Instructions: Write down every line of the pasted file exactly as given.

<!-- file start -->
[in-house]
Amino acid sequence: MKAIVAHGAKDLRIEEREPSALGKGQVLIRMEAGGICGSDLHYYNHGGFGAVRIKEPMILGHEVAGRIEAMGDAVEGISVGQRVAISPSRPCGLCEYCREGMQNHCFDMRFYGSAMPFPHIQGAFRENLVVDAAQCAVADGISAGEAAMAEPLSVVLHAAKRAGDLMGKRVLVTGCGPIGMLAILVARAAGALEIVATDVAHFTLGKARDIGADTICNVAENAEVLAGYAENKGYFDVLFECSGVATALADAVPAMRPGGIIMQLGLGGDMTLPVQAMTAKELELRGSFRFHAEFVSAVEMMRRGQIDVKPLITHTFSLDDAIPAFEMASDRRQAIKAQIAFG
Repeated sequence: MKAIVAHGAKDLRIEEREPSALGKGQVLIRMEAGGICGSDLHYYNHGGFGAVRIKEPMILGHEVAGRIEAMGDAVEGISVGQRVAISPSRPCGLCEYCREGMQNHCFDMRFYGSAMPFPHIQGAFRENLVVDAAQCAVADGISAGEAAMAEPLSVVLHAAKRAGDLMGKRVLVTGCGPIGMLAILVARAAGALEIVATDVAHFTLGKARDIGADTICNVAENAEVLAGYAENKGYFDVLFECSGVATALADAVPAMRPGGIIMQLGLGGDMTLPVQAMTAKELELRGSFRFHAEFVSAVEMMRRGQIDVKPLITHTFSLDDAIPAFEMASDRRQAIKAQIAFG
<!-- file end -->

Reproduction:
[in-house]
Amino acid sequence: MKAIVAHGAKDLRIEEREPSALGKGQVLIRMEAGGICGSDLHYYNHGGFGAVRIKEPMILGHEVAGRIEAMGDAVEGISVGQRVAISPSRPCGLCEYCREGMQNHCFDMRFYGSAMPFPHIQGAFRENLVVDAAQCAVADGISAGEAAMAEPLSVVLHAAKRAGDLMGKRVLVTGCGPIGMLAILVARAAGALEIVATDVAHFTLGKARDIGADTICNVAENAEVLAGYAENKGYFDVLFECSGVATALADAVPAMRPGGIIMQLGLGGDMTLPVQAMTAKELELRGSFRFHAEFVSAVEMMRRGQIDVKPLITHTFSLDDAIPAFEMASDRRQAIKAQIAFG
Repeated sequence: MKAIVAHGAKDLRIEEREPSALGKGQVLIRMEAGGICGSDLHYYNHGGFGAVRIKEPMILGHEVAGRIEAMGDAVEGISVGQRVAISPSRPCGLCEYCREGMQNHCFDMRFYGSAMPFPHIQGAFRENLVVDAAQCAVADGISAGEAAMAEPLSVVLHAAKRAGDLMGKRVLVTGCGPIGMLAILVARAAGALEIVATDVAHFTLGKARDIGADTICNVAENAEVLAGYAENKGYFDVLFECSGVATALADAVPAMRPGGIIMQLGLGGDMTLPVQAMTAKELELRGSFRFHAEFVSAVEMMRRGQIDVKPLITHTFSLDDAIPAFEMASDRRQAIKAQIAFG